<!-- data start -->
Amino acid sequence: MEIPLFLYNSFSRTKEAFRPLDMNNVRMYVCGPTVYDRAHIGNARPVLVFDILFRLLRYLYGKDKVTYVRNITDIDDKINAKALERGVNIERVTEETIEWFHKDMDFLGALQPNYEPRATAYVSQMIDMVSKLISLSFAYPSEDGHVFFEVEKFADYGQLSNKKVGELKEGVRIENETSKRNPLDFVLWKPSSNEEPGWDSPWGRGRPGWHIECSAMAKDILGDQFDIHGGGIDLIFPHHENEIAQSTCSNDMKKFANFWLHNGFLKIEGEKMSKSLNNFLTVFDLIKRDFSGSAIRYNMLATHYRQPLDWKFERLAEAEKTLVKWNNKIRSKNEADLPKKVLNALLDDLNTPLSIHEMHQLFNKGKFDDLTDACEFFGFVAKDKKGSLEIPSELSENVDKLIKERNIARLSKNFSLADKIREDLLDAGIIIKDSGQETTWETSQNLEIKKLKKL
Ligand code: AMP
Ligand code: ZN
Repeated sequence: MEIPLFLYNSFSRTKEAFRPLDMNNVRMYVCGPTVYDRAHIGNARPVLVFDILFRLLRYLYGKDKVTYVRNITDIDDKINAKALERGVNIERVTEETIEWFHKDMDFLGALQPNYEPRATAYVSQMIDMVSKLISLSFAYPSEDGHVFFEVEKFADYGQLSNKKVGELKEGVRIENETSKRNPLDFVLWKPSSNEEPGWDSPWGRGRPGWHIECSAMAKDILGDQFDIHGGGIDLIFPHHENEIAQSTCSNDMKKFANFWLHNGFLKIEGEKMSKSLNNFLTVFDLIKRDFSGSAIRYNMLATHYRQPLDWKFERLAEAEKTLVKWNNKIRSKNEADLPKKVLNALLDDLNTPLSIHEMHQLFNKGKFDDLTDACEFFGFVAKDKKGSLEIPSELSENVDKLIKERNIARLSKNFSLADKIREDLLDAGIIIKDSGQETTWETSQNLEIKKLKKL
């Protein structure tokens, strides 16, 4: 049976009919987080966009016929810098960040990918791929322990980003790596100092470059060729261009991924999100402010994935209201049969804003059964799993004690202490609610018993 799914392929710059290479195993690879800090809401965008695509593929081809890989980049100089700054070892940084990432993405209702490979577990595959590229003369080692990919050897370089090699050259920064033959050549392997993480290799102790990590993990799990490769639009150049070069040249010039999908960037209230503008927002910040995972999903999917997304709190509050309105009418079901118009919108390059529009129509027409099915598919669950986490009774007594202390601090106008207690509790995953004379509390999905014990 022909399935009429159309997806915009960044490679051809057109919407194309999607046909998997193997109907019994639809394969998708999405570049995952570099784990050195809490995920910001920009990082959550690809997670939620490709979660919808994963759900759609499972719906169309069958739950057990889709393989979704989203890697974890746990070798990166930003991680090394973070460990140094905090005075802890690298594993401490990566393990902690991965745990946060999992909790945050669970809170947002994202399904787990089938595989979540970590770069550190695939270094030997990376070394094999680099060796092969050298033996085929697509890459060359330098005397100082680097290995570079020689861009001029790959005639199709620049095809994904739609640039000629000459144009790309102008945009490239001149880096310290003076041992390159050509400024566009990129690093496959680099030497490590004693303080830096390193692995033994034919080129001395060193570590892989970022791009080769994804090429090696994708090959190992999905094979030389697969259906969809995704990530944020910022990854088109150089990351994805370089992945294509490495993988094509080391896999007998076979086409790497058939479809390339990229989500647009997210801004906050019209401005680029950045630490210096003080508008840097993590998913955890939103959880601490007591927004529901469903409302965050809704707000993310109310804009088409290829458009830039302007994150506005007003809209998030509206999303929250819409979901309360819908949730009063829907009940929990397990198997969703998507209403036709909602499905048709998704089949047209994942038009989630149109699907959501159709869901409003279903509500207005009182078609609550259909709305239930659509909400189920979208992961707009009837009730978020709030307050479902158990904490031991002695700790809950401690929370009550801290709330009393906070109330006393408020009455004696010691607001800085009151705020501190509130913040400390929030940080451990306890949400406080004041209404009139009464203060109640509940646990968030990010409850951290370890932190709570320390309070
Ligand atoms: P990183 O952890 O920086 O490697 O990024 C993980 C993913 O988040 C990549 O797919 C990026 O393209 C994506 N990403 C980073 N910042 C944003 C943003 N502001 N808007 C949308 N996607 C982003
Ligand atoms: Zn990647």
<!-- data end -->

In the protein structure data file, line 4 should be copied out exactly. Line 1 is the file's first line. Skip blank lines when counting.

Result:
Repeated sequence: MEIPLFLYNSFSRTKEAFRPLDMNNVRMYVCGPTVYDRAHIGNARPVLVFDILFRLLRYLYGKDKVTYVRNITDIDDKINAKALERGVNIERVTEETIEWFHKDMDFLGALQPNYEPRATAYVSQMIDMVSKLISLSFAYPSEDGHVFFEVEKFADYGQLSNKKVGELKEGVRIENETSKRNPLDFVLWKPSSNEEPGWDSPWGRGRPGWHIECSAMAKDILGDQFDIHGGGIDLIFPHHENEIAQSTCSNDMKKFANFWLHNGFLKIEGEKMSKSLNNFLTVFDLIKRDFSGSAIRYNMLATHYRQPLDWKFERLAEAEKTLVKWNNKIRSKNEADLPKKVLNALLDDLNTPLSIHEMHQLFNKGKFDDLTDACEFFGFVAKDKKGSLEIPSELSENVDKLIKERNIARLSKNFSLADKIREDLLDAGIIIKDSGQETTWETSQNLEIKKLKKL